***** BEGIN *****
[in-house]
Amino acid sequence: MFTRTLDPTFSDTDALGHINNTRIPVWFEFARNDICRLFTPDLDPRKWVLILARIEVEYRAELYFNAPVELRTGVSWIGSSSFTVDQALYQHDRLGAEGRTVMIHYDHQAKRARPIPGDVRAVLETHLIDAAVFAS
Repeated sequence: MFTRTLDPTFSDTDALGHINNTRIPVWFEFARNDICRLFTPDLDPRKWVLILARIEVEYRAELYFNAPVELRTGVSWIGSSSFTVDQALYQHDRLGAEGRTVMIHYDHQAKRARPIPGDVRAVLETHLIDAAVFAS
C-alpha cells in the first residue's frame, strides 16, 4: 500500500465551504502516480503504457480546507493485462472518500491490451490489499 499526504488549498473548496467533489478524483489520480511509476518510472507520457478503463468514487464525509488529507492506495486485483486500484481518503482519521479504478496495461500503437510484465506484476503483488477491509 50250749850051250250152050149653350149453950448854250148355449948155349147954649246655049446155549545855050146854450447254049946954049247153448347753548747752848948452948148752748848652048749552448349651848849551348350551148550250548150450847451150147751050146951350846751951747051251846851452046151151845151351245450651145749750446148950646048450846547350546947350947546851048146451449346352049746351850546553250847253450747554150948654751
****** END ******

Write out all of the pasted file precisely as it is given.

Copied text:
[in-house]
Amino acid sequence: MFTRTLDPTFSDTDALGHINNTRIPVWFEFARNDICRLFTPDLDPRKWVLILARIEVEYRAELYFNAPVELRTGVSWIGSSSFTVDQALYQHDRLGAEGRTVMIHYDHQAKRARPIPGDVRAVLETHLIDAAVFAS
Repeated sequence: MFTRTLDPTFSDTDALGHINNTRIPVWFEFARNDICRLFTPDLDPRKWVLILARIEVEYRAELYFNAPVELRTGVSWIGSSSFTVDQALYQHDRLGAEGRTVMIHYDHQAKRARPIPGDVRAVLETHLIDAAVFAS
C-alpha cells in the first residue's frame, strides 16, 4: 500500500465551504502516480503504457480546507493485462472518500491490451490489499 499526504488549498473548496467533489478524483489520480511509476518510472507520457478503463468514487464525509488529507492506495486485483486500484481518503482519521479504478496495461500503437510484465506484476503483488477491509 50250749850051250250152050149653350149453950448854250148355449948155349147954649246655049446155549545855050146854450447254049946954049247153448347753548747752848948452948148752748848652048749552448349651848849551348350551148550250548150450847451150147751050146951350846751951747051251846851452046151151845151351245450651145749750446148950646048450846547350546947350947546851048146451449346352049746351850546553250847253450747554150948654751